Despite calls from other local leaders to open supervised drug consumption sites in Massachusetts, Gov. Charlie Baker says he has no intention of going against federal policy.

Mayor Marty Walsh has advocated for safe injection sites as part of an ongoing effort to combat opioid abuse. Yet Baker says he can’t go against the federal direction of U.S. Attorney Andrew Lelling, who vowed to crack down on the sites in a January op-ed in The Boston Globe.

“If people try to open up a safe injection site in Massachusetts, [Lelling] will prosecute them,” Baker said in an interview with Boston Public Radio Thursday. “They will be arrested and they will be prosecuted. I think that puts the onus on us to chase alternatives that we can actually implement. And this is one that, at least for the time being, is just going to be a non-starter.”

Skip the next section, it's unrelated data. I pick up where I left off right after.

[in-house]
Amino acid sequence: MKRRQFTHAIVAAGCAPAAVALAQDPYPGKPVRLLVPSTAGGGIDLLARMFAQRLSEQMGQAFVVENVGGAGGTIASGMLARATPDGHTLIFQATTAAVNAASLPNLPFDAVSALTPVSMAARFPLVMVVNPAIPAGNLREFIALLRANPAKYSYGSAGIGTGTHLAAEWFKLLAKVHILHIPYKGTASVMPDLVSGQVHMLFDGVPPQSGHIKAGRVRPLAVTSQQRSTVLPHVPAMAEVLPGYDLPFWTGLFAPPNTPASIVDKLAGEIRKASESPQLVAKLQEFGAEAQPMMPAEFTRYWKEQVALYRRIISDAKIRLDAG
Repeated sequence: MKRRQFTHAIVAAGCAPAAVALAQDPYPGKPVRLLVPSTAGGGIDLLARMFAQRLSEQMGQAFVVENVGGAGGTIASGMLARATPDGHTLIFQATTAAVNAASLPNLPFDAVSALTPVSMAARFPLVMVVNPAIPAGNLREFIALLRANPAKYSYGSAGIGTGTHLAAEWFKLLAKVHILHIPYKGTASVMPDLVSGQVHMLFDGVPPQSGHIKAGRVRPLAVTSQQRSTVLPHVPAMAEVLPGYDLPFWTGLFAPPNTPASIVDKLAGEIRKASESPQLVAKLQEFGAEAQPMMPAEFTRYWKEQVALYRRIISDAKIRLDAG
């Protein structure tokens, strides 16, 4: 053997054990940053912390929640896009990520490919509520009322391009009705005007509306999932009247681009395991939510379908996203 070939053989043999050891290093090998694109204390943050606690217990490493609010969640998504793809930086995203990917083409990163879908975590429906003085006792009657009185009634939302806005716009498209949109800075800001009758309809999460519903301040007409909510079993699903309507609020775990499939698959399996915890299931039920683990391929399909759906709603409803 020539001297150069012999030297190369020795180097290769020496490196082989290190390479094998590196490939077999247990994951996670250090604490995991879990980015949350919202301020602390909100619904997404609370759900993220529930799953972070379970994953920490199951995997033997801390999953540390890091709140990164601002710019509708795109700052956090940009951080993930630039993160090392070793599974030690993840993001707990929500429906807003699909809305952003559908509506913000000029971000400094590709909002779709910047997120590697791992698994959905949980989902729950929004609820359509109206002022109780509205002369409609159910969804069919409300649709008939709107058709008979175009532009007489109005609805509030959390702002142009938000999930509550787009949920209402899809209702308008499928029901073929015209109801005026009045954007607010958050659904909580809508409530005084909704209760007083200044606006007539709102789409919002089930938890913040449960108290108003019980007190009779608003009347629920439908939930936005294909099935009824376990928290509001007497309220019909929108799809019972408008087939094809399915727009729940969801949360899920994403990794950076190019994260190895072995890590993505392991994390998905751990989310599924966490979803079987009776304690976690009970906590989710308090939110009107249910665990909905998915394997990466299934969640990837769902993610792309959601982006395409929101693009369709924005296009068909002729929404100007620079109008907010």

In the op-ed, Lelling also said he will treat opioid use differently than marijuana cases. Recreational marijuana use is still illegal under federal law.

"The federal law is a big deal,” Baker said. “And Lelling has made very clear ... to us and to others that his primary focus is on opioids, and that marijuana — recreational marijuana and medical marijuana — was not going to be a focus for his team and his administration.”

Walsh, who initially opposed safe injection sites, took a trip to Toronto in January that changed his mind. Baker said he hasn’t seen enough data to convince him that the sites would be effective.

"Where's the stuff that shows me something that implies that there's a pathway here to getting out from under the awful and terrible consequences of addiction?” Baker said. “The answer I got was, there is no data on that because the whole thing is completely anonymous."